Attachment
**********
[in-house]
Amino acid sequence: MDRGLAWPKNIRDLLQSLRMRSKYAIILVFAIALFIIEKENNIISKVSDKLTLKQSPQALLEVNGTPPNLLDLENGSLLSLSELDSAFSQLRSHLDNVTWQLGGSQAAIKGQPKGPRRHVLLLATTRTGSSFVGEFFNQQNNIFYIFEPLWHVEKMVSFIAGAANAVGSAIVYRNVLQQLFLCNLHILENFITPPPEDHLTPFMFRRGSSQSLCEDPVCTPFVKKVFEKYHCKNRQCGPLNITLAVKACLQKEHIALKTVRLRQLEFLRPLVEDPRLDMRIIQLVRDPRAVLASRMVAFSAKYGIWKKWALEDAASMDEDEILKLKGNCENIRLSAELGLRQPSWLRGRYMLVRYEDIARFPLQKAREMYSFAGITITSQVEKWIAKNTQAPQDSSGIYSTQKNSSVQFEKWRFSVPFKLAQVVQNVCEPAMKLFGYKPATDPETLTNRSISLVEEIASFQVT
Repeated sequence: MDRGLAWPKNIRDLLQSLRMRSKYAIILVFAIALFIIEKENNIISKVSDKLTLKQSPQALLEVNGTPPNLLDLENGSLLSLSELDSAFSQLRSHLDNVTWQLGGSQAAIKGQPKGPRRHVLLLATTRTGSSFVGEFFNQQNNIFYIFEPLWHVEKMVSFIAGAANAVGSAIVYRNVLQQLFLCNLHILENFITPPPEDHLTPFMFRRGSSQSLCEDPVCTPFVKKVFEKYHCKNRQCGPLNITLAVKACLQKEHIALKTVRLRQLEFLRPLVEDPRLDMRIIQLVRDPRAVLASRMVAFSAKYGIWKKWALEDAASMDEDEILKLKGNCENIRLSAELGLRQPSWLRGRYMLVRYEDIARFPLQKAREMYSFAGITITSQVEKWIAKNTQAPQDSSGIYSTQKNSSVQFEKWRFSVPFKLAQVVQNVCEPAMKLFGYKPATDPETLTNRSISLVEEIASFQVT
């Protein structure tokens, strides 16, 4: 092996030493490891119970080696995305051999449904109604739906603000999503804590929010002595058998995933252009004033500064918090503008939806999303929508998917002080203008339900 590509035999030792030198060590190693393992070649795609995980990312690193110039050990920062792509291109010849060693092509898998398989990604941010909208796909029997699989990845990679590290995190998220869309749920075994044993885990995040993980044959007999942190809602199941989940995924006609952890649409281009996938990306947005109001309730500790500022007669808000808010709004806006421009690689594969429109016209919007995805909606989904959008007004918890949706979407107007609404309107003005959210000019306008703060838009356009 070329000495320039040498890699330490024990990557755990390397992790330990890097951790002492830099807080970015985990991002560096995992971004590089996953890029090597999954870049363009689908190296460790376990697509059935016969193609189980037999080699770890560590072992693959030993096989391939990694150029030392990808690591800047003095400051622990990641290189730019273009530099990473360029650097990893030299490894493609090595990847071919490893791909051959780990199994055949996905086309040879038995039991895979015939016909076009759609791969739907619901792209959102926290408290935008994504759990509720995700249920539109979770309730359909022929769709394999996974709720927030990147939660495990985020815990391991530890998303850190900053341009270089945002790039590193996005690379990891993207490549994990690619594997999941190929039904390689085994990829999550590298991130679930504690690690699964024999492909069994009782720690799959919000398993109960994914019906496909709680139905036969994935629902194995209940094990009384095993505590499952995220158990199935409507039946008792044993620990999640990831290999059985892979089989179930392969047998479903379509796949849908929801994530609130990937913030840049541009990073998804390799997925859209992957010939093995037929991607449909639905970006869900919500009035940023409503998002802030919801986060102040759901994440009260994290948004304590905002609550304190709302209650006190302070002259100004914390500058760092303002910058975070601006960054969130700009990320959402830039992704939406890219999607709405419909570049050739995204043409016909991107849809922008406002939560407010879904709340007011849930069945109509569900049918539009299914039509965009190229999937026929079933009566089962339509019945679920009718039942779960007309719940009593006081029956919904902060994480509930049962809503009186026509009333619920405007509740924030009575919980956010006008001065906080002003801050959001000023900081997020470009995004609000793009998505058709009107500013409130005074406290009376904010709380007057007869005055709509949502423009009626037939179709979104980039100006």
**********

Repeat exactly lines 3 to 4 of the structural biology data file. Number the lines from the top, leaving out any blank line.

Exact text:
Repeated sequence: MDRGLAWPKNIRDLLQSLRMRSKYAIILVFAIALFIIEKENNIISKVSDKLTLKQSPQALLEVNGTPPNLLDLENGSLLSLSELDSAFSQLRSHLDNVTWQLGGSQAAIKGQPKGPRRHVLLLATTRTGSSFVGEFFNQQNNIFYIFEPLWHVEKMVSFIAGAANAVGSAIVYRNVLQQLFLCNLHILENFITPPPEDHLTPFMFRRGSSQSLCEDPVCTPFVKKVFEKYHCKNRQCGPLNITLAVKACLQKEHIALKTVRLRQLEFLRPLVEDPRLDMRIIQLVRDPRAVLASRMVAFSAKYGIWKKWALEDAASMDEDEILKLKGNCENIRLSAELGLRQPSWLRGRYMLVRYEDIARFPLQKAREMYSFAGITITSQVEKWIAKNTQAPQDSSGIYSTQKNSSVQFEKWRFSVPFKLAQVVQNVCEPAMKLFGYKPATDPETLTNRSISLVEEIASFQVT
């Protein structure tokens, strides 16, 4: 092996030493490891119970080696995305051999449904109604739906603000999503804590929010002595058998995933252009004033500064918090503008939806999303929508998917002080203008339900 590509035999030792030198060590190693393992070649795609995980990312690193110039050990920062792509291109010849060693092509898998398989990604941010909208796909029997699989990845990679590290995190998220869309749920075994044993885990995040993980044959007999942190809602199941989940995924006609952890649409281009996938990306947005109001309730500790500022007669808000808010709004806006421009690689594969429109016209919007995805909606989904959008007004918890949706979407107007609404309107003005959210000019306008703060838009356009 070329000495320039040498890699330490024990990557755990390397992790330990890097951790002492830099807080970015985990991002560096995992971004590089996953890029090597999954870049363009689908190296460790376990697509059935016969193609189980037999080699770890560590072992693959030993096989391939990694150029030392990808690591800047003095400051622990990641290189730019273009530099990473360029650097990893030299490894493609090595990847071919490893791909051959780990199994055949996905086309040879038995039991895979015939016909076009759609791969739907619901792209959102926290408290935008994504759990509720995700249920539109979770309730359909022929769709394999996974709720927030990147939660495990985020815990391991530890998303850190900053341009270089945002790039590193996005690379990891993207490549994990690619594997999941190929039904390689085994990829999550590298991130679930504690690690699964024999492909069994009782720690799959919000398993109960994914019906496909709680139905036969994935629902194995209940094990009384095993505590499952995220158990199935409507039946008792044993620990999640990831290999059985892979089989179930392969047998479903379509796949849908929801994530609130990937913030840049541009990073998804390799997925859209992957010939093995037929991607449909639905970006869900919500009035940023409503998002802030919801986060102040759901994440009260994290948004304590905002609550304190709302209650006190302070002259100004914390500058760092303002910058975070601006960054969130700009990320959402830039992704939406890219999607709405419909570049050739995204043409016909991107849809922008406002939560407010879904709340007011849930069945109509569900049918539009299914039509965009190229999937026929079933009566089962339509019945679920009718039942779960007309719940009593006081029956919904902060994480509930049962809503009186026509009333619920405007509740924030009575919980956010006008001065906080002003801050959001000023900081997020470009995004609000793009998505058709009107500013409130005074406290009376904010709380007057007869005055709509949502423009009626037939179709979104980039100006």